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Application of biotic and abiotic indicators for detecting benthic impacts of marine salmonid farming among coastal regions of Tasmania
journal contributionposted on 2023-05-17, 04:34 authored by Graham EdgarGraham Edgar, Davey, A, Shepherd, C
Analysis of sediment and macrofaunal samples collected during the Tasmanian marine farming finfish monitoring program - a six-year partnership between industry, management and researchers - revealed several univariate indicators to be useful for detecting effects of aquaculture on the benthic environment. Comparisons with reference sites revealed a significant decline in sediment redox potential to at least 4 cm depth at farm sites, and increased proportional abundance of capitellids and decreased bivalve/total mollusc ratio. At compliance sites located 35 m out from lease boundaries, sediment redox potential and faunal assemblage composition were intermediate between patterns found at farm and reference sites. Redox potential at the sediment surface declined on average by 178 eV at reference sites converted to farm sites, with this indicator proving the most sensitive for detecting regional impacts of farming activity. Fish farm effects that extended to regional scales could not be adequately assessed within the project because reference regions without fish farms were not monitored: however, a significant decrease through time at reference and compliance sites in surface redox potential, and increases in sediment organic matter and total macrofaunal abundance, were suggestive that organic enrichment may have extended at low levels across regional scales. Given the implications to biodiversity conservation of region-wide impacts and a need to distinguish fish farm effects from unrelated long-term environmental change, monitoring of reference sites in regions lacking fish farms is urgently needed. (C) 2010 Elsevier B.V. All rights reserved.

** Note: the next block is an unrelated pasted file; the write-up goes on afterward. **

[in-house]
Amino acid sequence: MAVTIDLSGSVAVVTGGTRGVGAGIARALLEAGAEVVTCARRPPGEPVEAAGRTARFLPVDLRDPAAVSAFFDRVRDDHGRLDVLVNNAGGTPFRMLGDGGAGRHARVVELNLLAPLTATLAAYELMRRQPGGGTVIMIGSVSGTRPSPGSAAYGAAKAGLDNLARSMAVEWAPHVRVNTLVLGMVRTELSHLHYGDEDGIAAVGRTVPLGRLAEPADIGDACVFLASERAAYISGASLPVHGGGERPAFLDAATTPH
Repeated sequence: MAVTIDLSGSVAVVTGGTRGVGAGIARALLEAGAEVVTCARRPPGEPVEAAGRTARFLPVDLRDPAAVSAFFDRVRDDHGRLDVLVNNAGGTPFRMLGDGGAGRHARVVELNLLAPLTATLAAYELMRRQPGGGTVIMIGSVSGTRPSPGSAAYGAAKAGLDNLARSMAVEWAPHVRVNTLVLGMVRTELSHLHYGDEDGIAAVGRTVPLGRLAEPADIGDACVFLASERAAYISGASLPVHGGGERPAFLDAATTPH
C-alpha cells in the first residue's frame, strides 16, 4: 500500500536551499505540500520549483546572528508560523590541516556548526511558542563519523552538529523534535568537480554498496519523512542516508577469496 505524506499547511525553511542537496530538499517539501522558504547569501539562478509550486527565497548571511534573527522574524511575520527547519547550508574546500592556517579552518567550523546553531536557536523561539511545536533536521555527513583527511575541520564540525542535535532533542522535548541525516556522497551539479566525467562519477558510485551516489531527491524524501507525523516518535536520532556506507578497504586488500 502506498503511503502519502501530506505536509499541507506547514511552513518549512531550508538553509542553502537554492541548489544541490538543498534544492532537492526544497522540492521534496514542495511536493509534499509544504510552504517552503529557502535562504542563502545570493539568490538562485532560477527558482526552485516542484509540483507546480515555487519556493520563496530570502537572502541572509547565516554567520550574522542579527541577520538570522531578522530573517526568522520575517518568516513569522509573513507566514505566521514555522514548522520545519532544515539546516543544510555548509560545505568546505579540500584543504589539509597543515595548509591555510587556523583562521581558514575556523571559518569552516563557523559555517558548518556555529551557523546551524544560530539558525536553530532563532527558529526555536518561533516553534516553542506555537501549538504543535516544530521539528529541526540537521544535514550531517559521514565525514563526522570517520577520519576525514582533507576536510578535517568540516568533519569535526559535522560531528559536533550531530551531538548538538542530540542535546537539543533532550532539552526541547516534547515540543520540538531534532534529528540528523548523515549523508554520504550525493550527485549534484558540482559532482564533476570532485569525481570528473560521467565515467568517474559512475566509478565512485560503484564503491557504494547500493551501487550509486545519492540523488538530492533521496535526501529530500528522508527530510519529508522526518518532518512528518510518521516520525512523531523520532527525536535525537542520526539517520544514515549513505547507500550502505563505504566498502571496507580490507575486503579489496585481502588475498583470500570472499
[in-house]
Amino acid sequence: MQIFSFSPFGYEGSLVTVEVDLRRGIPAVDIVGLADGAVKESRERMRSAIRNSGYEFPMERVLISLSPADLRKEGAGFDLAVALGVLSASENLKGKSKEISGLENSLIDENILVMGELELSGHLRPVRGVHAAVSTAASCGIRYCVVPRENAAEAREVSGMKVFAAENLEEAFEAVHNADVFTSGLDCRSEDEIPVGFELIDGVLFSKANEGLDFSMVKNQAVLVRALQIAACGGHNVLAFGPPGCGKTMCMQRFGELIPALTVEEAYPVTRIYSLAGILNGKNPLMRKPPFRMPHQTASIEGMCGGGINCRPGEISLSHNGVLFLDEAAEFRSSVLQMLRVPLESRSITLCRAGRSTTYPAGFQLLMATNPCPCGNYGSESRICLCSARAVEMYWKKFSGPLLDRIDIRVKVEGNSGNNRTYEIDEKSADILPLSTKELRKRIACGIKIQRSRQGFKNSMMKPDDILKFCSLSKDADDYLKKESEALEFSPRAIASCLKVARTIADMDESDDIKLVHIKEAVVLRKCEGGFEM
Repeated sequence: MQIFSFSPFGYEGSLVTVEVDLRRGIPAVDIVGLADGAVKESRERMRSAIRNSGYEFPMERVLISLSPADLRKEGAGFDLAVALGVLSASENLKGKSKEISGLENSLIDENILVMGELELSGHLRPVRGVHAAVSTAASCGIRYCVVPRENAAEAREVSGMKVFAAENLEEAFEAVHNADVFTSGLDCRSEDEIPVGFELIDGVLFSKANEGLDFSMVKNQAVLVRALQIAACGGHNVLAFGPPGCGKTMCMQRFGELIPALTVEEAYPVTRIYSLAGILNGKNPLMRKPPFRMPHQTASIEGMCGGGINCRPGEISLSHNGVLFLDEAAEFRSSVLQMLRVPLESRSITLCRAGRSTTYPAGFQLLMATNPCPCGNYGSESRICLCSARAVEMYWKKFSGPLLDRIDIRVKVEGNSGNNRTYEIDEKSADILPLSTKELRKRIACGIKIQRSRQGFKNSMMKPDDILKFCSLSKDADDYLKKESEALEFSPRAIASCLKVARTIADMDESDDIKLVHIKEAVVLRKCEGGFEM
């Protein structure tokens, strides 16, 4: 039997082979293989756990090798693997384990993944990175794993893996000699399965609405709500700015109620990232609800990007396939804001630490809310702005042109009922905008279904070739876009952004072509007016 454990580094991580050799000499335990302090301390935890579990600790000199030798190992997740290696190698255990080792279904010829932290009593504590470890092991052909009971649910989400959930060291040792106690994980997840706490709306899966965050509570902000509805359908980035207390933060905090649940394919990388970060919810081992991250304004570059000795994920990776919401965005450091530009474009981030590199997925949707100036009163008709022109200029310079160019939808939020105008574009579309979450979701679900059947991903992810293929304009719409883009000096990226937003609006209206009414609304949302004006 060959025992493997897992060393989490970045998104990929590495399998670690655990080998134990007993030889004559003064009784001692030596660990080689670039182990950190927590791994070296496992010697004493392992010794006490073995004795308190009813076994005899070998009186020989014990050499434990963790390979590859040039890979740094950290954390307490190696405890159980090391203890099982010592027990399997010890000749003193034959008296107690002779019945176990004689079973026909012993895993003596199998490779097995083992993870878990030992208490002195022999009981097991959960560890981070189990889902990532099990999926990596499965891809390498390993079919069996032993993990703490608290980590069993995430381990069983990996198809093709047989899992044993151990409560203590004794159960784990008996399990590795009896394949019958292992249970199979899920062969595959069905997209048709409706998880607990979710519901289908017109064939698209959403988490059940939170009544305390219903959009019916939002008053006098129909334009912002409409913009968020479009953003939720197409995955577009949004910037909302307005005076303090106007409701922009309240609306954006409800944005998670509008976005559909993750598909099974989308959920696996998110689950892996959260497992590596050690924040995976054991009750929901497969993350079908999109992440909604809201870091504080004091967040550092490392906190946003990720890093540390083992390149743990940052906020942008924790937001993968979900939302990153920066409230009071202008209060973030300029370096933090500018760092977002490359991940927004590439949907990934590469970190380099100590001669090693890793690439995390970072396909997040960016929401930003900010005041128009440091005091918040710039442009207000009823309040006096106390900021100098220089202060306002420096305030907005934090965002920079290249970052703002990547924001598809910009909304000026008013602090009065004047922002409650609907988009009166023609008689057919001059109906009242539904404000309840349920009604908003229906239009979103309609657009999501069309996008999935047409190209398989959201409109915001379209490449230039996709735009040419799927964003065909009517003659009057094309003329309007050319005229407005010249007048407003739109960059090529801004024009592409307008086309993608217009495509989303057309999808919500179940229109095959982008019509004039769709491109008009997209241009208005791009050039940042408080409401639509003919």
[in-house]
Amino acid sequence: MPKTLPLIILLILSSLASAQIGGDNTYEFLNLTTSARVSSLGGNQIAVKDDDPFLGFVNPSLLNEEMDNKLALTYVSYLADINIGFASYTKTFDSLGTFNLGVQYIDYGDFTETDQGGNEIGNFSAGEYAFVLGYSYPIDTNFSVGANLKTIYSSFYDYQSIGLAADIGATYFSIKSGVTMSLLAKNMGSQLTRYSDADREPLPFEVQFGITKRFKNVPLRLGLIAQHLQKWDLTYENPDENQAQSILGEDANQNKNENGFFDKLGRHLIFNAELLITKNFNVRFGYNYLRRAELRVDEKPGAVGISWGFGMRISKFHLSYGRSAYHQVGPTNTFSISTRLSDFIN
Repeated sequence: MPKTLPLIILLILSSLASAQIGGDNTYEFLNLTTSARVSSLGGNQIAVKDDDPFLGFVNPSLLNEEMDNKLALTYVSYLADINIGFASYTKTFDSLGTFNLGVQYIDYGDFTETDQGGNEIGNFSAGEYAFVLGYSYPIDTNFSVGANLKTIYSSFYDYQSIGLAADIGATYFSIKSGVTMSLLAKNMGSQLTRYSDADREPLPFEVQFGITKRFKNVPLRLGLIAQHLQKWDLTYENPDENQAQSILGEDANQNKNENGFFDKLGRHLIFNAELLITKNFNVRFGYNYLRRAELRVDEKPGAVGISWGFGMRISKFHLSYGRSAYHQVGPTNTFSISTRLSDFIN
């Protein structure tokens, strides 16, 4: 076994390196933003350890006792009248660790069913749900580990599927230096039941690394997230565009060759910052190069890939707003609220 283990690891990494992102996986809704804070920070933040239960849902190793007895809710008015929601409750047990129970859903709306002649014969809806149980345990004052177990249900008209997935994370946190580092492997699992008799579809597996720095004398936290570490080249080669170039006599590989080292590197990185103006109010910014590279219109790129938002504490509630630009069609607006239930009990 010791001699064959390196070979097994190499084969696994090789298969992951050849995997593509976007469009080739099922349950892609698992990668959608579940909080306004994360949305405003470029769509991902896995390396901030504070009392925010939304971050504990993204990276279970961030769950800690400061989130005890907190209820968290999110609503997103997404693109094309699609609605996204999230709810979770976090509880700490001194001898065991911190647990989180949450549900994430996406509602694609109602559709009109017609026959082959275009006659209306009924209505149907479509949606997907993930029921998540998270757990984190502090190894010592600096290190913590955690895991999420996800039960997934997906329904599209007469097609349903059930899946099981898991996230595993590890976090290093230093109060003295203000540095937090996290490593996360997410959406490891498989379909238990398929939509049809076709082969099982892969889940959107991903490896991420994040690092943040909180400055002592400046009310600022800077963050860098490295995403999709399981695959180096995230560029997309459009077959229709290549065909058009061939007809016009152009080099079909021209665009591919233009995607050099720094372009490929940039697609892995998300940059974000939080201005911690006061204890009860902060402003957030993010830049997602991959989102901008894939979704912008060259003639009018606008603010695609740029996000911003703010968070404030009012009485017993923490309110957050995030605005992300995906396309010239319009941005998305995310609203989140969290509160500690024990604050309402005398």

Department/SchoolInstitute for Marine and Antarctic Studies
PublisherElsevier Science Bv
Place of publicationPo Box 211, Amsterdam, Netherlands, 1000 Ae
Rights statementThe definitive version is available at http://www.sciencedirect.com